Thursday, January 26, 2012
Carl Jung and A Dangerous Method
In November of 2011 the movie A Dangerous Method starring Viggo Mortensen and Michael Fassbender was released. The screenplay was adapted by Academy Award-winning writer Christopher Hampton from his 2002 stage play The Talking Cure, which was based on the 1993 non-fiction book by John Kerr, A Most Dangerous Method: the story of Jung, Freud, and Sabina Spielrein. The movie takes place in 1904 and details the deteriorating relationship between Sigmund Freud and Carl Jung. Carl Jung (Fassbender), a disciple of Sigmund Freud (Mortensen), is using Freudian techniques to treat Russian-Jewish psychiatric patient Sabina Spielrein (Keira Knightley) at Burghölzli Mental Hospital. But the deeper Jung's relationship with Spielrein grows, the further the psychiatrist and his highly respected mentor drift apart. As Jung struggles to help his patient overcome some pressing paternal issues, disturbed patient Otto Gross (Vincent Cassel) sets out to test the boundaries of the doctor's professional resolve.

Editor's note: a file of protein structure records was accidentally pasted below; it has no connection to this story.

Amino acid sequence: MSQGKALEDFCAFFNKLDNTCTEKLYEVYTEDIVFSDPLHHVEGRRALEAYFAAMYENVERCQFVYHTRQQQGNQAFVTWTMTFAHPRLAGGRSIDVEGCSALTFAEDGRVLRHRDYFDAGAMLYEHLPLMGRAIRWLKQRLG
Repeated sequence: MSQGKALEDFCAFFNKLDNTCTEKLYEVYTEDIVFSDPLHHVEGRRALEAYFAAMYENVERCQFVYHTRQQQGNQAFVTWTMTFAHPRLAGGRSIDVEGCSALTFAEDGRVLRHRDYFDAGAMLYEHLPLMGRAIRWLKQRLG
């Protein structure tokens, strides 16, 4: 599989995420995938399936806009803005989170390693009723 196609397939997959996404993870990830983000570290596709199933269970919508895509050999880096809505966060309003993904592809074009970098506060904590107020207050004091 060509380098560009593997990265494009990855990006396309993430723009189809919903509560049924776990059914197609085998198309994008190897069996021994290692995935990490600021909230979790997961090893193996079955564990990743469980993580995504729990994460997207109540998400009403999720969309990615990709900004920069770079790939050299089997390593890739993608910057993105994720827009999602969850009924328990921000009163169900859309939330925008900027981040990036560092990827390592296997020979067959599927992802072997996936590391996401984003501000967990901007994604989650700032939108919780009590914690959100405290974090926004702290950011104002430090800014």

Although the movie is a fictitious representation, the lives and studies of Freud and Jung are still continuously explored and studied today. If you are interested in Carl Jung or Jungian theory, check out the book Finding Jung: Frank N. McMillan Jr., a Life in Quest of the Lion (Texas A&M University Press, March) by Frank N. McMillan III ─ the personal story of McMillan Jr.’s life-long quest for meaning. McMillan, a country boy steeped in the traditional culture of rural Texas , began reading Carl Jung’s Collected Works upon hearing impressionist artist Forrest Bess’s description of Jung as a master psychologist, soul doctor, and healer. McMillan went on to establish the world’s first professorship to study the field of Jungian Psychology.